• Many modern equestrian training facilities now feature state-of-the-art equine swimming pools. Trainers report significant improvements in their horses' fitness levels, recovery times, and overall performance. These facilities are becoming increasingly popular among top-tier trainers and owners looking to give their horses a competitive edge, but they are not being utilised optimally due to their scarcity for the everyday owner in the UK. Racing yards understandably can’t allow others to hire their pools due to biosecurity risks (amongst many other risks!), and with the implementation of pools being so permanent, livery and competition yards owners are moving towards underwater treadmills and spas that can be relocated or sold in future. 


  • While the benefits of swimming are clear, logistical challenges such as the availability of facilities and the cost of maintenance can be barriers. Having the space to house the pool, pumps, filtration systems and prep areas is difficult, and the installation is costly and complex. However, investing in equine swimming pools can yield long-term benefits that outweigh the initial costs. Shared facilities are emerging solutions that can make this practice more accessible, however, the significantly more popular underwater treadmills are proliferating for dressage horses especially.

  • Increasing awareness about the benefits of swimming for performance horses is crucial. Veterinarians, trainers, and owners need to be educated on how to integrate swimming into their training programs effectively. Workshops, seminars, and demonstration events can help spread knowledge and encourage more widespread adoption if we want to prevent their demise.

  • Ensuring the safety of horses while swimming is paramount. Proper training for handlers and the gradual introduction of horses to water can mitigate risks. Safety protocols and monitoring can ensure that swimming remains a beneficial and injury-free activity.

Swimming as a Training Tool for Performance Horses: Insights from Research

Swimming has increasingly become a staple in the training regime of performance horses. To understand its impact and effectiveness, a 2014 study aimed to determine if a standardised swimming test could be conducted on performance horses and whether the exercise variables from this test correlated with racetrack performance.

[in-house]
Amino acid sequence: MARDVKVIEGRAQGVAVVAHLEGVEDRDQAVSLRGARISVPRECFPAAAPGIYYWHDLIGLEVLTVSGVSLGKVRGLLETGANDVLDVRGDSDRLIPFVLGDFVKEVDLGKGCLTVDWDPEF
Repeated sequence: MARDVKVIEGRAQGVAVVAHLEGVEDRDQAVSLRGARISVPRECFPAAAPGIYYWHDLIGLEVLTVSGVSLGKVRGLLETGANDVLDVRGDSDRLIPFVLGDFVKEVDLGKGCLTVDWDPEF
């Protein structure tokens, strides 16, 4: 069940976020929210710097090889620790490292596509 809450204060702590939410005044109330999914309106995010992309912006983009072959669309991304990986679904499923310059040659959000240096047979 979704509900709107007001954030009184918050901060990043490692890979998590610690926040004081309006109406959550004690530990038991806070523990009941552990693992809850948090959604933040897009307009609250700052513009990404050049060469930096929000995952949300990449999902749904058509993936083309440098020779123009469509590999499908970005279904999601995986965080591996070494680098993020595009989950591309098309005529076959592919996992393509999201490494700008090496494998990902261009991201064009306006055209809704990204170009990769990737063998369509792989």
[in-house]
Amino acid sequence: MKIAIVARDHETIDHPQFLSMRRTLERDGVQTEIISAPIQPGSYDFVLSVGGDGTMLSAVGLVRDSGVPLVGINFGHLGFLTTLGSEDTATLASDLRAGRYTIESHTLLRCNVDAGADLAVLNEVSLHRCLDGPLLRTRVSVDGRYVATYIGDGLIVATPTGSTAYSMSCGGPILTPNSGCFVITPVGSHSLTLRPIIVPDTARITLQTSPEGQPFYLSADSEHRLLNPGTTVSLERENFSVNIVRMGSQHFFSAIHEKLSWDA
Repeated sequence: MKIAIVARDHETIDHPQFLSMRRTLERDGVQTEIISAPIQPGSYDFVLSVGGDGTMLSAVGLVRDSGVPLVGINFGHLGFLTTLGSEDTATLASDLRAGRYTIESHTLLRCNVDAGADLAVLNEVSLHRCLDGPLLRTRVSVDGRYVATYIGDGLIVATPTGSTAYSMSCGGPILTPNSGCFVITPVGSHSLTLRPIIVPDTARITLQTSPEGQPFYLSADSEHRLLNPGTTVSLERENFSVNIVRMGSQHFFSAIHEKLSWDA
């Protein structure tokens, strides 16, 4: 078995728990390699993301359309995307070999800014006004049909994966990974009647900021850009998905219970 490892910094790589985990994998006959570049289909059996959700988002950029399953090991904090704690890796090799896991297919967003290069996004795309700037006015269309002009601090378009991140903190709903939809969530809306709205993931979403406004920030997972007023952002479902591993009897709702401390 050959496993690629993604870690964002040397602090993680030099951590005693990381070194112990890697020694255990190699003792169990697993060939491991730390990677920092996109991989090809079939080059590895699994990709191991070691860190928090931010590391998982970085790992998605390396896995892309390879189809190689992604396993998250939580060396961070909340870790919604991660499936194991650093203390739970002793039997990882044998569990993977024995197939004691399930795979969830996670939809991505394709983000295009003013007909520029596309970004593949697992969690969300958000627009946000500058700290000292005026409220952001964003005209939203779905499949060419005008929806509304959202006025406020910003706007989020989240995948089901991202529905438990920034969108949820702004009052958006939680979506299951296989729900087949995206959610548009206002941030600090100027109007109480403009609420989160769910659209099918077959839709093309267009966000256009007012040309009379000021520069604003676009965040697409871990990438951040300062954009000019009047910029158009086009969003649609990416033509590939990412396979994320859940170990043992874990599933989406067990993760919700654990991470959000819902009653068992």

The study involved 52 Thoroughbred performance horses (average age 4.6 years; 50 geldings and 2 stallions) racing at the Hong Kong Jockey Club (HKJC). Each horse underwent a swimming test, which consisted of two laps around an oval-shaped swimming pool, with each lap measuring approximately 60 meters. During the test, researchers monitored the horses' heart rate (HR) and speed (V). Additionally, 10 of these horses were retested within a period of 1 to 21 days to assess the repeatability of the swimming test, and their plasma lactate concentration (LA) was measured after the second test.

Performance ratings for the horses were based on scores determined by the HKJC, which reflected their race performance. Horses were also categorised into "good performers" (those who placed 1st to 5th in competitions within one month before or after the swimming test) and "average performers" (those who placed lower).

The results were as follows:

  • The mean heart rate during the first swimming test was 178±14 beats per minute (bpm), and the mean speed was 1.06±0.10 meters per second (m/s).

  • There was a significant correlation between heart rate and speed

  • Heart rate was not repeatable between tests

  • No significant correlation was found between racing performance and heart rate, speed, or plasma lactate concentration.